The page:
I have already done a lot of writing. I wrote an obituary. Well, it wrote itself pretty much. And I wrote a homily to deliver at Catherine’s funeral. That wrote itself also – the morning after Catherine went to be with God. I believe God wrote both of these, so if you find beauty in them, thank God.
It’s 6:46 AM. Time to post.
While I continue writing the details of the that morning in the way I want to remember them forever, I’ll post a link to Catherine’s Obituary.
And I wanted to provide the words of the homily I shared at her Memorial Service because so many asked for it.
Alleluia! We are here today to celebrate Catherine’s miraculous, quiet, important life. A life that started far too early at 25 weeks and ended far too early at 719 weeks – that’s 14 years for those trying to do the math. We used streamers in front of the cross today, which are only used in times of great celebration. At the same time, we are filled with profound, deep sadness that is nearly untouchable. It is sometimes said that the ability to hold two competing thoughts in your head at the same time is genius. So, in this moment, everyone here – and thank you for coming – is genius.
Catherine’s life mattered. Despite all the many, many things …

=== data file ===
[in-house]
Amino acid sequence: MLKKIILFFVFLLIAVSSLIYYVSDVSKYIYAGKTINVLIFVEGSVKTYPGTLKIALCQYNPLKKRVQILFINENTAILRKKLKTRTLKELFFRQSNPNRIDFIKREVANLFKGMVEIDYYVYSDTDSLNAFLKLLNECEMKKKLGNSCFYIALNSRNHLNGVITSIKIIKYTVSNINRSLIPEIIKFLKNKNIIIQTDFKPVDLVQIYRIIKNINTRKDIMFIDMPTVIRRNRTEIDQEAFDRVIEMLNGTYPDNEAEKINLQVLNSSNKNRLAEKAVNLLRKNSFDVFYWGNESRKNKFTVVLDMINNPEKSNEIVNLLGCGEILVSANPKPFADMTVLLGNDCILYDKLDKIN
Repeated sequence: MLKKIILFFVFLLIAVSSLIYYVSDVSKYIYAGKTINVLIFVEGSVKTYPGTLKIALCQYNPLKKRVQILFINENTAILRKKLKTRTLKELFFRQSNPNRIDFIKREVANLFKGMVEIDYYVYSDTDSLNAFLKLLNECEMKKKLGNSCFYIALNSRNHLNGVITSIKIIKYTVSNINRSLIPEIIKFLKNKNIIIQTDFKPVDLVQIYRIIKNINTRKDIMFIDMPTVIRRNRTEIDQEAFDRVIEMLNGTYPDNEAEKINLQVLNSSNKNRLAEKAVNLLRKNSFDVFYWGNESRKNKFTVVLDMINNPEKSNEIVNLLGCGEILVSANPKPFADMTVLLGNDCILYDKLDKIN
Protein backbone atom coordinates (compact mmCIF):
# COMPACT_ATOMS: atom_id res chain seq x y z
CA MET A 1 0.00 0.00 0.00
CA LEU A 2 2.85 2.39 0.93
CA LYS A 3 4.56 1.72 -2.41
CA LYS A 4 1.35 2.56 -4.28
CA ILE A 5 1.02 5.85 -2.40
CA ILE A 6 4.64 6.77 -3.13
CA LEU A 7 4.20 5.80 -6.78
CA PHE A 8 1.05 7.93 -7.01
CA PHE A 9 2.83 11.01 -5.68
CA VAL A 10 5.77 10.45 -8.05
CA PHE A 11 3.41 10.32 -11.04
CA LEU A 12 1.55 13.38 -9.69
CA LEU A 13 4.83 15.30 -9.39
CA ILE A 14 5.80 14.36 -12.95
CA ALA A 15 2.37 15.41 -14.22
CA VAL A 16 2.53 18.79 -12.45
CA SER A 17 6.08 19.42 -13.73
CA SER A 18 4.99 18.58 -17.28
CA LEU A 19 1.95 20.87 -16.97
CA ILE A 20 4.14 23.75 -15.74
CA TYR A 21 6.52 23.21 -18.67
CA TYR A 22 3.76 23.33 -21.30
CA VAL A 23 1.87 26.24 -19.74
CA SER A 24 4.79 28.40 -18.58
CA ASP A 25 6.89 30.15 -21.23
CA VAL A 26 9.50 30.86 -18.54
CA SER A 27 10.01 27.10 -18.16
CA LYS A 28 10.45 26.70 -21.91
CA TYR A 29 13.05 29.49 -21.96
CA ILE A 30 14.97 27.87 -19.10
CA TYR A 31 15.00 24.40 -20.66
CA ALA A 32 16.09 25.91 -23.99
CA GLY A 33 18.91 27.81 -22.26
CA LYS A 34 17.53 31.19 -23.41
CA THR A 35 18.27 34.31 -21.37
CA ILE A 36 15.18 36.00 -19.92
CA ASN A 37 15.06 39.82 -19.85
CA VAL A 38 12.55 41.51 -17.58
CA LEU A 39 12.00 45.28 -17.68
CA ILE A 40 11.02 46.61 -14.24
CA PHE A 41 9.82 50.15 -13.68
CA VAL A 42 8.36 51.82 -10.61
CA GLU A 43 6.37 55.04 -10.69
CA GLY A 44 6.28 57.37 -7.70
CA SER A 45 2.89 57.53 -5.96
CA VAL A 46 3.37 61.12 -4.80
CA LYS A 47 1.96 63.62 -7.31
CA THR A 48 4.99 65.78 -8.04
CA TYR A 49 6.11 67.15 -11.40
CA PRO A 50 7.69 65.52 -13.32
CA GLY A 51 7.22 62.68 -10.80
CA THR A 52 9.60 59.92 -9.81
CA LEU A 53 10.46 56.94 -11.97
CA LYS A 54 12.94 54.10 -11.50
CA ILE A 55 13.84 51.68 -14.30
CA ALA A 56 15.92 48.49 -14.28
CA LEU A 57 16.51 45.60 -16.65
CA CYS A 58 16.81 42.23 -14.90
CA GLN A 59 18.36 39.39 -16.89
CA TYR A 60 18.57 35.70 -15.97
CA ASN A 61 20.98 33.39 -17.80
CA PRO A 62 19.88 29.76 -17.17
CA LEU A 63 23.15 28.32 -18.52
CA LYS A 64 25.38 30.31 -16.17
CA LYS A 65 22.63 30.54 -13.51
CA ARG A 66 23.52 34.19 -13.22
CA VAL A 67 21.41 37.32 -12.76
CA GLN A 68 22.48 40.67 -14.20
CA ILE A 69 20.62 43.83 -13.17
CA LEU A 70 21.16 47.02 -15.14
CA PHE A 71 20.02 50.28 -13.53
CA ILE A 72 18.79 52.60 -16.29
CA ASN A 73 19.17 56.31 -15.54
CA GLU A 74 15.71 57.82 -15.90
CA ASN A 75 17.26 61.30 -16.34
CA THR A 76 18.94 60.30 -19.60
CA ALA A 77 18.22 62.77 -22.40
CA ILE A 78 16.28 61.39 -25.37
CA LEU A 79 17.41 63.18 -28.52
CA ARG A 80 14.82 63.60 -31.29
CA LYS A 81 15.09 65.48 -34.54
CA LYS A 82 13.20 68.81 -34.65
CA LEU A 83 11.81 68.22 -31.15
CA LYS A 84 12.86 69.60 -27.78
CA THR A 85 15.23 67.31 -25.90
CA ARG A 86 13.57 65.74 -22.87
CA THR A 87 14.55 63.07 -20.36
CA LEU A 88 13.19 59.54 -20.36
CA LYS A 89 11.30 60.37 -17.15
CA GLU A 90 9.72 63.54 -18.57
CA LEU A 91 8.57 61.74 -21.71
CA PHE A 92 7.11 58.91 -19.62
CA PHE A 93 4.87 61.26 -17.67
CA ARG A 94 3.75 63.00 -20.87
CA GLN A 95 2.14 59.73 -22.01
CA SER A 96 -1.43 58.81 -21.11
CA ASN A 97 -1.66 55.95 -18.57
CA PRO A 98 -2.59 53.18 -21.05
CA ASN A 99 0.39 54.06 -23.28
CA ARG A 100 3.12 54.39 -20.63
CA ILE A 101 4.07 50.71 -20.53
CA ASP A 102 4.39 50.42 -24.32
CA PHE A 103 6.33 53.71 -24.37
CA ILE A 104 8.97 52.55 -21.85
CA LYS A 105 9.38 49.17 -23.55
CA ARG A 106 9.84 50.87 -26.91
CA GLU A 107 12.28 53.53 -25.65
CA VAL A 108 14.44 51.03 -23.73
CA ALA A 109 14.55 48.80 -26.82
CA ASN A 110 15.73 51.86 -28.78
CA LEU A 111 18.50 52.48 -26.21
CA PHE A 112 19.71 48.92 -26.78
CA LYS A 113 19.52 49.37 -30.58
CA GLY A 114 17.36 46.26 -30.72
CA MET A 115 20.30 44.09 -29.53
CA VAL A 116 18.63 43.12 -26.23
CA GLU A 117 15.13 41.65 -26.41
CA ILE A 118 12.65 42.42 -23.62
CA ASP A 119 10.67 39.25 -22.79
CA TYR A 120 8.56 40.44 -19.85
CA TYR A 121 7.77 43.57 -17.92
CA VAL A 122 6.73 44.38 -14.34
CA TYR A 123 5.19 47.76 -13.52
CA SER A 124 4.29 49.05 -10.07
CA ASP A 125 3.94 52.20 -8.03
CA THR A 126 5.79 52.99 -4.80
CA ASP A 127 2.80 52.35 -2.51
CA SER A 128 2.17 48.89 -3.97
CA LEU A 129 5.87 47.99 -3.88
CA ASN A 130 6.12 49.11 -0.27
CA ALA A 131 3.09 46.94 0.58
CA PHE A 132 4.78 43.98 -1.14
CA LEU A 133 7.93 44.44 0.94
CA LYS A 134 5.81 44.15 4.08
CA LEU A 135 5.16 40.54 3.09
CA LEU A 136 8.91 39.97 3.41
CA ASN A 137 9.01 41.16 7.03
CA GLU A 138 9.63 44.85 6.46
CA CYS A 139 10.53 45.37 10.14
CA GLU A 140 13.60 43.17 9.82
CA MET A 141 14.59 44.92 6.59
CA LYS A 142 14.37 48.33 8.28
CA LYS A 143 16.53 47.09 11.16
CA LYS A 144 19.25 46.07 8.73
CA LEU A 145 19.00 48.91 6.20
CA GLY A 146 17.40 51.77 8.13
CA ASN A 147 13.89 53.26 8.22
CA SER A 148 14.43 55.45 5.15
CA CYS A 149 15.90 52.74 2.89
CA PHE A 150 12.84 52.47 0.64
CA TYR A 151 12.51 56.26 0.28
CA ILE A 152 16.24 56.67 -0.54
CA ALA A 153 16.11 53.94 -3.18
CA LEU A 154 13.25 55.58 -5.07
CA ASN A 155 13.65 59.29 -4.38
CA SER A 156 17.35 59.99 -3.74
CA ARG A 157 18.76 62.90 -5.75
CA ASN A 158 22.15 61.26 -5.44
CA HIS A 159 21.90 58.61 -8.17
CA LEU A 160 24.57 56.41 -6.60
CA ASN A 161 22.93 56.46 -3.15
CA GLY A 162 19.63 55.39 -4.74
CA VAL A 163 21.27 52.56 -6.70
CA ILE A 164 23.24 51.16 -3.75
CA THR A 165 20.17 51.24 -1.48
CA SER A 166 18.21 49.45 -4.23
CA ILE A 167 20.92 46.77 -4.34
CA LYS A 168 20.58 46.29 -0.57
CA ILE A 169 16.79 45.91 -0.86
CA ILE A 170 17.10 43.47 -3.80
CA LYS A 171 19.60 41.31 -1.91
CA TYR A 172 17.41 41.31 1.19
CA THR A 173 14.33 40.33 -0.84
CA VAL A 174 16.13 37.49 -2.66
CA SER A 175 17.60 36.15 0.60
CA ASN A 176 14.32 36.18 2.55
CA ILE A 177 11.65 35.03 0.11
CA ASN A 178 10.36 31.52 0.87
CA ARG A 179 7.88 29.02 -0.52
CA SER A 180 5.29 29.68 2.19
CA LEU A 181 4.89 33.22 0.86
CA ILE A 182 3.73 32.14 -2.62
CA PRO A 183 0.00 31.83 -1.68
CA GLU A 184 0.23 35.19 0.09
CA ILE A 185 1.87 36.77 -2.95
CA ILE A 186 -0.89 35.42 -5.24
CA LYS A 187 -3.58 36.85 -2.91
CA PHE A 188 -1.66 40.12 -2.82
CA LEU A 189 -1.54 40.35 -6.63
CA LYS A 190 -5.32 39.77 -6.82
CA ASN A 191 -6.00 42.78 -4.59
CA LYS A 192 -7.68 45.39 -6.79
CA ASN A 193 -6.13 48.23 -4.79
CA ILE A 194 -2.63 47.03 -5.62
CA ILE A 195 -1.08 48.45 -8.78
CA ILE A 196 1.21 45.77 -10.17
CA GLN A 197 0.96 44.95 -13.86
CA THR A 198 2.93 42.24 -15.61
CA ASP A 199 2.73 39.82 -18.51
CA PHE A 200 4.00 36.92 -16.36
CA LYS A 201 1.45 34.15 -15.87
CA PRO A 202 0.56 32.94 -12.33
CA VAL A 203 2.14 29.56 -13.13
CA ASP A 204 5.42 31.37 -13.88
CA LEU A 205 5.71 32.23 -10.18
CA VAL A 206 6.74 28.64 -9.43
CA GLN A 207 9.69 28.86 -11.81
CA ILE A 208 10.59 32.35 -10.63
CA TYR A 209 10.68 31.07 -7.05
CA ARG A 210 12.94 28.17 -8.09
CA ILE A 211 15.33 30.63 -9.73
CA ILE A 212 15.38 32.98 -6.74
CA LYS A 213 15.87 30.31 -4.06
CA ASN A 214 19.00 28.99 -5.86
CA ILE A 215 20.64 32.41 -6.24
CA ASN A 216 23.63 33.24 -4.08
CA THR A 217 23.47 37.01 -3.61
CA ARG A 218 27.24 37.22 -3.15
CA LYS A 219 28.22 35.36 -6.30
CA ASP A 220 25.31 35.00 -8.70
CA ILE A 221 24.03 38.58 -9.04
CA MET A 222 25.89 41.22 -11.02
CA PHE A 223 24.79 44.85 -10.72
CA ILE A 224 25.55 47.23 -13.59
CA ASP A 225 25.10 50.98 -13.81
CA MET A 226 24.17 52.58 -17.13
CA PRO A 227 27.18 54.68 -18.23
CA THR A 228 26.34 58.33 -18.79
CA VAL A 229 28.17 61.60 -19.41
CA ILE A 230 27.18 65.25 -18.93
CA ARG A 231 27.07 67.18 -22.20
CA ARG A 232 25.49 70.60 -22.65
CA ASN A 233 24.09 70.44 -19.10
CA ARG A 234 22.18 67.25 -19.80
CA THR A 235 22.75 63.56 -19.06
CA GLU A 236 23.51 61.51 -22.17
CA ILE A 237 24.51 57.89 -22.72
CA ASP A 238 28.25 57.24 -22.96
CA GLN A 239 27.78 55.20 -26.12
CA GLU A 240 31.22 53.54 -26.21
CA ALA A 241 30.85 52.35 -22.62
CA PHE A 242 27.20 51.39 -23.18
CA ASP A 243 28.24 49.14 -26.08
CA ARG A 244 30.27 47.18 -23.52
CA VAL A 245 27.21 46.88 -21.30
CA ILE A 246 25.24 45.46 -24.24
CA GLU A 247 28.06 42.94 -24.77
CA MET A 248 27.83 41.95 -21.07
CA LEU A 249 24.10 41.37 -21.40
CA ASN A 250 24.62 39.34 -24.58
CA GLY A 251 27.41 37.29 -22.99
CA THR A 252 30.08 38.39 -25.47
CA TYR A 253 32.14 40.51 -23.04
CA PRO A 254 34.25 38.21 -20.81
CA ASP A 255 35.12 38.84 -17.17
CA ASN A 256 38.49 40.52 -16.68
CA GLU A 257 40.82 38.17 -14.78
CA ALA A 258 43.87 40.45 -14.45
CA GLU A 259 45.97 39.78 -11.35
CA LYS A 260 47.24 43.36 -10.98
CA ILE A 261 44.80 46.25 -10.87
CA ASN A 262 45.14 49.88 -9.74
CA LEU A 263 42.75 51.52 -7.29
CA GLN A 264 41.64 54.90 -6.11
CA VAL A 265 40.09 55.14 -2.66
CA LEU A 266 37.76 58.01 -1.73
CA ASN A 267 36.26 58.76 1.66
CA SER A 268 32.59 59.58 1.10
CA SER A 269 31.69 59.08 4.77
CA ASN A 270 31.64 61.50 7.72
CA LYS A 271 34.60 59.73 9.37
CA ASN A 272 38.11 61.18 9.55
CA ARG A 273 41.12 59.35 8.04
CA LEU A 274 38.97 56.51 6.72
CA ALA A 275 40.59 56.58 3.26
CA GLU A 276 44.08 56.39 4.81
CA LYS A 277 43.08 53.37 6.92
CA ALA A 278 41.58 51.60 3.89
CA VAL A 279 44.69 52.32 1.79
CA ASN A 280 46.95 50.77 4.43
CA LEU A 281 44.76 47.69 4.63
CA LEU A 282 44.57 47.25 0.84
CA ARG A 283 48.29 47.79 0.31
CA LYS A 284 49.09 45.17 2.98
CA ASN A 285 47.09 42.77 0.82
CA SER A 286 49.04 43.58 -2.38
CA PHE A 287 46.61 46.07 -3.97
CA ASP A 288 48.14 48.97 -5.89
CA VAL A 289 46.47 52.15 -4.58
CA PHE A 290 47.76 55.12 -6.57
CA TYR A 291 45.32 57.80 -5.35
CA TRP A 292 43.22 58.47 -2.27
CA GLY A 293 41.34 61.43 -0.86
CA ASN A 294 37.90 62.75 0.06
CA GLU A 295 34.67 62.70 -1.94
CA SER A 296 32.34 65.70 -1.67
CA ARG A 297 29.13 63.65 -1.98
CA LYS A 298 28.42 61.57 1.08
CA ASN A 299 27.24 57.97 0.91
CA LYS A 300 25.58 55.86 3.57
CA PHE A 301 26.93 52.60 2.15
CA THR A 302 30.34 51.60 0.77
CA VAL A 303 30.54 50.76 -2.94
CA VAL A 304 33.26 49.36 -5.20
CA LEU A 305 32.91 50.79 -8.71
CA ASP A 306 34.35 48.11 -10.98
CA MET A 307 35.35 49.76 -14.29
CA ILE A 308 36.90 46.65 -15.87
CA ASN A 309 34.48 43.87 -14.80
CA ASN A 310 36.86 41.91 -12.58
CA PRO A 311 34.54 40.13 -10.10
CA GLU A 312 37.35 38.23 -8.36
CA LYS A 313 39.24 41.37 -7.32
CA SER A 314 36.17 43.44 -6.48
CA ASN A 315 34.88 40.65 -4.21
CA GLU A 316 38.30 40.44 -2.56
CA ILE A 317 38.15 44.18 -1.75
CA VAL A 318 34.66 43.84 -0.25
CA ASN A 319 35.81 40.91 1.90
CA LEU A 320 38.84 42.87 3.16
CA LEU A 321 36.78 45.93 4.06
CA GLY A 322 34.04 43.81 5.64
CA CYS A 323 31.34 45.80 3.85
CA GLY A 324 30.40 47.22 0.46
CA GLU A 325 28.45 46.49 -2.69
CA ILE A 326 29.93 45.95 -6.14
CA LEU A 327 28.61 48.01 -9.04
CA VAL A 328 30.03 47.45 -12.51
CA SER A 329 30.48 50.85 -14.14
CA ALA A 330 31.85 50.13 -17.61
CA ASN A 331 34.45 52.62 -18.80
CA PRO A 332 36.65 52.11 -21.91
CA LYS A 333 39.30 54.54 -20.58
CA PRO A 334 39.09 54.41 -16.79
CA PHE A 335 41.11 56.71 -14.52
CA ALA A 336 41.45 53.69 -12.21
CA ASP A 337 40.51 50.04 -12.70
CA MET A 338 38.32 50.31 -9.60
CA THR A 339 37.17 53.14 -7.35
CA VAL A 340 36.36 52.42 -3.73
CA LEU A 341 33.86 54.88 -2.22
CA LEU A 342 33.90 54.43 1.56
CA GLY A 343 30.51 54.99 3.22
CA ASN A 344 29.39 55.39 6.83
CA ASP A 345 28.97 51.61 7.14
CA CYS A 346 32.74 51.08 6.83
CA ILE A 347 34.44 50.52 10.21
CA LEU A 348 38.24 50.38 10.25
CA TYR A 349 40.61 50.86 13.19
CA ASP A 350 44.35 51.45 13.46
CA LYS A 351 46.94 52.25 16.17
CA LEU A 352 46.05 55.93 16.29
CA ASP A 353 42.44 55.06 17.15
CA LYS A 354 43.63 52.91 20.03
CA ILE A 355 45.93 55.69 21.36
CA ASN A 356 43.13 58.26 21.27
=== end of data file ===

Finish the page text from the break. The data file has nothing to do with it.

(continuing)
It’s always interesting how sitting in the hospital makes me want to write. Catherine has pneumonia and we just learned she also has a bowel obstruction. That’s something that wasn’t on my radar!
Her belly has been so distended for such a while that it’s become our normal. Lots of questions – from me, from nurses, from doctors as we arrived in the ER. I think the paramedics may have even asked about it when they arrived Thursday afternoon after I realized she needed to go to the H. “Is her belly always that large?” they would ask. And we would simply say, “Yeah” and move forward.
It’s been bugging me that it was large. We even had her pediatrician check it over time and it’s seemed fine. There are so many directions I could take with this post from this point. Guilt. Disagreement. Hope. Intuition. Frustration. Gratitude. Always gratitude.
I’m grateful we sit in the middle of one of the top hospitals in the world! And I’m grateful for the care Catherine’s getting. I’m grateful for the custodial staff who make sure her room is clean as they minimize the transfer of germs. I’m also grateful for the night I slept longer than I have sleep probably in 13 years! How likely is that in the ICU at Johns Hopkins? And I’m grateful for “my friend” who is making this a little easier to manage. And for so many other friends who lift us up in prayers and white light.
Regardless of what is happening, I purposefully seek gratitude. How can you stay in a funk (and yes! I was in one yesterday!!) when you sit back and think of something – any little thing – that can elicit gratitude?
Like now – nothing is beeping. Not one thing on this whole ICU. I love when God stills the place like that. It’s so rare. And so wonderful. And it’s lasted as long as I’m typing this on my phone. Aaaah. I’m grateful.
Just spent an hour figuring out how to set up email notifications for this blog. Crossing my fingers that it works.